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How Does Washington’s New E-DUI Law Affect Drivers?

About Washington’s New E-DUI Law

This Sunday, July 23rd, 2017, a new Washington law takes effect which is aimed at reducing the number of drivers who are distracted by their phones. Referred to as “driving under the influence of electronics,” or an “E-DUI,” the new distracted driving law prohibits the driver’s use of any electronic device while on the road, even when stopped at a red light. The new law’s supporters cited a 32 percent increase in deaths from distracted driving between 2014 to 2015, as the central reason behind the new law.

So, what does the new E-DUI law mean for Washington drivers? Below, we lay out what you should know before hitting the roads after this weekend.

What is Changing:

With the passage of this new law, Washington state becomes one of the strictest in the nation in its fight against distracted driving.

Washington’s previous cellphone law forbids texting and calling while driving, but the times have changed, and so have cell phone’s capabilities. The new law prohibits the driver’s interaction with a cellphone almost entirely.  That means no reading the news, no checking Facebook, no watching the newest viral video—nothing that takes your eyes off the road.  If you are inside the flow of traffic, you may not use your phone. That means no touching a cellphone even while stopped at lights or in gridlock traffic. If you want to use your phone, you must pull over and park.

The new law classifies these actions as a traffic primary infraction offense, called an “E-DUI,” or “driving under the influence of electronics.” This means that police officers, sheriff deputies, or state patrol troopers can stop drivers whenever they see violations of this new law occur.  Unlike previous versions of the state’s cellphone or seatbelt laws, the violations do not need to be preceded by another traffic violation.  

What an E-DUI Will Cost You:

The penalties for receiving a new E-DUI infraction will follow a graduated scale, starting with a $136 traffic fine. A second offense and subsequent offenses within five years will result in a $234 fine. Furthermore, unlike the state’s previous cell phone violations, the new E-DUI tickets will be placed directly on a motorist’s driving abstract, and all offenses will be reported to their insurance provider, thus potentially leading to higher premiums.

The new law also includes provisions allowing officers to ticket drivers for other distracting behaviors behind the wheel. “Any activity not related to the actual operation of a motor vehicle,” like applying make-up, smoking, or eating, will result in a fine of $99. The new law assumes that these activities are distracting per se, and even if a driver is not actually distracted, the offense is still citable.

What is Allowed Under the new E-DUI Law?

Hands-Free Use

Any phone use while driving must not require more than “minimal” finger touching. This means unlocking it via swiping or pressing your fingerprint on the scanner is okay, anything else will likely be considered more than “minimal.” Keeping your phone in a cradle and using voice commands to make calls, look up directions, select music, etc. is permissible.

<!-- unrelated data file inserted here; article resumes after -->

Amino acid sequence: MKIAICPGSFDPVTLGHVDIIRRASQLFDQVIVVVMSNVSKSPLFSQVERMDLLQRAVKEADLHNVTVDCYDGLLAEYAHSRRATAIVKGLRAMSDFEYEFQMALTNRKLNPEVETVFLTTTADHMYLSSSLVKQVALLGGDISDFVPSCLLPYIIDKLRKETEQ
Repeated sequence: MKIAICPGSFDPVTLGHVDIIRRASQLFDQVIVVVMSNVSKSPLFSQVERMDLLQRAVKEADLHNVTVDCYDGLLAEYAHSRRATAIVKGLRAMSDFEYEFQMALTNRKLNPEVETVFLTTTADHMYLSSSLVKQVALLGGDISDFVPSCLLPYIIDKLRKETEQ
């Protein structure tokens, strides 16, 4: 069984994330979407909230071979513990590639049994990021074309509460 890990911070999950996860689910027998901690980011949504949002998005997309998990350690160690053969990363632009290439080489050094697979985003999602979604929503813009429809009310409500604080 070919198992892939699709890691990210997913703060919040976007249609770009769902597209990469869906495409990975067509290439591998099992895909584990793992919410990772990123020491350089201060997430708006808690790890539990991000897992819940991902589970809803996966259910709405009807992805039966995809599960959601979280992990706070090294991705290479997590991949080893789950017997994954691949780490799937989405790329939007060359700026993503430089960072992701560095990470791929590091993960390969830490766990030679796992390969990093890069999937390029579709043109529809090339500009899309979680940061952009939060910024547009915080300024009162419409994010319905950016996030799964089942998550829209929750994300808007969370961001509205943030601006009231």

Contacting Emergency Services

In case of an emergency, you are allowed to use your phone while driving to contact the appropriate services or dial 911. This was the case with Washington’s old cell phone law as well.

Parked or Out-of-Traffic Use

Under the new E-DUI law, you are allowed to use your phone to make calls or access the Internet if you are parked outside of traffic. The State Patrol recommends making calls or setting your GPS before you begin moving your car.

CB Radio

Two-way radio and citizens band radio are excluded from the law. Drivers may still use CB radio to communicate while on the road, and this will not be considered a violation of the new law.

Police, Fire and Emergency Workers

The law exempts police officers, fire fighting personnel, and emergency workers who are using their cellphones in the line of their governmental duties.

What to do if You Get Cited for E-DUI:

Even though the new E-DUI law is tough, there are some legal defenses that can be raised to our state’s new traffic offense.  Drivers should not hesitate to contact Lustick, Kaiman & Madrone for legal representation, which is affordable and effective.

One good reason to fight your E-DUI ticket right away is that no one knows how having one on your driving record could impact you in the future. Specifically, we do not know how an E-DUI conviction will be judged by other state licensing authorities or by big insurance companies. Having an E-DUI could possibly cast you in the same negative light as having an alcohol or drug DUI conviction. Some out of state drivers could face large points on their records, and some drivers may not be able to obtain rental cars or vehicle insurance.

According to the Washington State Patrol, the first several months after the new law takes effect will be spent handing out warnings rather than issuing actual tickets, in order to allow people to get familiar with the new law. But if you are cited for an E-DUI, our defense attorneys stand ready to help you.

More Resources:

Looking to learn more about the reasoning behind the law and how it affects Washington drivers? The state’s website has more information regarding the E-DUI law.


Lustick, Kaiman & Madrone has a long history of successfully defending clients accused of traffic charges.

If you find yourself in need of expert legal defense, contact us for a free consultation on the form below, or call our office at 360-685-4221.

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